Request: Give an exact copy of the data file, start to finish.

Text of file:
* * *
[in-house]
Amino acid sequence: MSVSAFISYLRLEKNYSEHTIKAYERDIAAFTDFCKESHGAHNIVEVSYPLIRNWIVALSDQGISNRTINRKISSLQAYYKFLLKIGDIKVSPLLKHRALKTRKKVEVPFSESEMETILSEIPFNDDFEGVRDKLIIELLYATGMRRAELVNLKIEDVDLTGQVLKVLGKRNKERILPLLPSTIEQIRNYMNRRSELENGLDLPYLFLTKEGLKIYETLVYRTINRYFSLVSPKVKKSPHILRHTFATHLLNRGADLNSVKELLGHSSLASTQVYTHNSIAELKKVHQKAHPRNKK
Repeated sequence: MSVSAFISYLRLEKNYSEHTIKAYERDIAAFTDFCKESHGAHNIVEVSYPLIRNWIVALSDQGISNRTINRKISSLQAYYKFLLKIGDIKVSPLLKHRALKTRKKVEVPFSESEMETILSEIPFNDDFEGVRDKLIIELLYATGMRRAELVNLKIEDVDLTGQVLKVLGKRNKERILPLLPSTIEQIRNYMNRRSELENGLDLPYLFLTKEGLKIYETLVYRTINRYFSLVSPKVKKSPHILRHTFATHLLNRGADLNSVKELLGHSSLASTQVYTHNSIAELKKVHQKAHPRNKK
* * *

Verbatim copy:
[in-house]
Amino acid sequence: MSVSAFISYLRLEKNYSEHTIKAYERDIAAFTDFCKESHGAHNIVEVSYPLIRNWIVALSDQGISNRTINRKISSLQAYYKFLLKIGDIKVSPLLKHRALKTRKKVEVPFSESEMETILSEIPFNDDFEGVRDKLIIELLYATGMRRAELVNLKIEDVDLTGQVLKVLGKRNKERILPLLPSTIEQIRNYMNRRSELENGLDLPYLFLTKEGLKIYETLVYRTINRYFSLVSPKVKKSPHILRHTFATHLLNRGADLNSVKELLGHSSLASTQVYTHNSIAELKKVHQKAHPRNKK
Repeated sequence: MSVSAFISYLRLEKNYSEHTIKAYERDIAAFTDFCKESHGAHNIVEVSYPLIRNWIVALSDQGISNRTINRKISSLQAYYKFLLKIGDIKVSPLLKHRALKTRKKVEVPFSESEMETILSEIPFNDDFEGVRDKLIIELLYATGMRRAELVNLKIEDVDLTGQVLKVLGKRNKERILPLLPSTIEQIRNYMNRRSELENGLDLPYLFLTKEGLKIYETLVYRTINRYFSLVSPKVKKSPHILRHTFATHLLNRGADLNSVKELLGHSSLASTQVYTHNSIAELKKVHQKAHPRNKK